Thursday, May 22, 2014

Is That Feather Safe To Touch?

Say, you're running along the trail and you discover a bird feather. Is it safe to pick up?

My default reaction is no. But why? Feathers carry diseases. Right?

It's interesting how common this reaction is. Take this sequence of events from this article:

Lowering my camera, I focus in on what has now captured one's attention.

"Don't pick that up!"

It's a feather.

He pauses and looks up at me, his fingers inches from the feather.

"Don't pick that up. They can carry disease."

Like the author, somewhere along the lines I was told that feathers are inherently dangerous. And yet, they are almost certainly not. The general consensus appears to be it's bird poop on the feathers that's a problem (that's where nasty bacteria would live). Other than that, you aren't going to catch West Nile Virus (that involves blood, and most likely mosquitoes) or lice or mites.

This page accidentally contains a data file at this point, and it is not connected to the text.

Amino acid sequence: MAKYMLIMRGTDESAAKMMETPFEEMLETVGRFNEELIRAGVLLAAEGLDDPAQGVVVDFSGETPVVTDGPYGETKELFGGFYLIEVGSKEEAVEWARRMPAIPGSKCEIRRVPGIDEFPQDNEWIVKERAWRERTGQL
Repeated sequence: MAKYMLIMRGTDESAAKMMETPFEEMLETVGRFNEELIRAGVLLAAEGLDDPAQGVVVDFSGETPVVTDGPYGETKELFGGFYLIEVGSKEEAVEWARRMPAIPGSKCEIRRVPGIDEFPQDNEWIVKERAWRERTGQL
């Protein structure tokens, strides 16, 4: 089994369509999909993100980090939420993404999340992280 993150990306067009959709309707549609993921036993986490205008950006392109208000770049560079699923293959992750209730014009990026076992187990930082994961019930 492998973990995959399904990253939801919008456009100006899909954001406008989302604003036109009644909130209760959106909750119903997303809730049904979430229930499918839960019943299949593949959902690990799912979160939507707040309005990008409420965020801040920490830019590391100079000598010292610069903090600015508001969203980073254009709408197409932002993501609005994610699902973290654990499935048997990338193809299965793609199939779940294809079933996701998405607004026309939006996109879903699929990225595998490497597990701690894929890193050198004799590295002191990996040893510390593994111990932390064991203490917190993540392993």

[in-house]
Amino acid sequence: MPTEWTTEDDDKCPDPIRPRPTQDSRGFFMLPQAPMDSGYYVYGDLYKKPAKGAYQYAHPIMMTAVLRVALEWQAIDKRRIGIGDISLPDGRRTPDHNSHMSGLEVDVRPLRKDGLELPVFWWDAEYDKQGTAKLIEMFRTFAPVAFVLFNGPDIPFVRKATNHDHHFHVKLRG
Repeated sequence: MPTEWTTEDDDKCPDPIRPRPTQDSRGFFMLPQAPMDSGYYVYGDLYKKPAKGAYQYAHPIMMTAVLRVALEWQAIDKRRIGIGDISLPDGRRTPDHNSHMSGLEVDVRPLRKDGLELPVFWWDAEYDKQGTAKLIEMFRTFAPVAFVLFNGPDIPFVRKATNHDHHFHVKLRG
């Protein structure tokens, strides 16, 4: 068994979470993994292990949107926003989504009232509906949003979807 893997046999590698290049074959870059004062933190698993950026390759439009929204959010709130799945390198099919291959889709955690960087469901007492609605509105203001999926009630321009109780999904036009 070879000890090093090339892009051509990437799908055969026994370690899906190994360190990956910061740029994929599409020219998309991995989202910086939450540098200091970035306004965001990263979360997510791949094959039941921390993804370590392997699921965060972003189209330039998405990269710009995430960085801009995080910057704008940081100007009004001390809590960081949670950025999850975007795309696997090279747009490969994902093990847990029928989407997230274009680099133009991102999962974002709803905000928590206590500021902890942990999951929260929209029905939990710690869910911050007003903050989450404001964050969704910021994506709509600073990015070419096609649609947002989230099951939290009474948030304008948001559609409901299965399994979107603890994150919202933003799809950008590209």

And yet, advice that bird features should be avoided is still dispensed.

OK, so assuming you can safely touch feathers (I'm touching everything else in the woods, why not feathers?), what the heck are they good for?

Well, for one thing, Feathers Are Amazing. Collecting them for their beauty alone makes sense.

Another use: to craft a fishing fly out of. This puts a twist on the improvised fishing I like to do, and is definitely something I'm going to have to try.

I thought this brief story summed up my take on feathers well:

I have issues with feathers too because my Mother told me they had lice, when I was little.

I still can't pick them up, or let DS1 pick them up without feeling gross.

Recently Mum was collecting feathers with DS1 and I said something shocked. She said 'Oh, I probably just told you that because I didn't want you collecting them'. Thanks Mum. Way to give me a life long paranoia!

So yeah, parents, be careful what you teach your kids. They may just listen to you.

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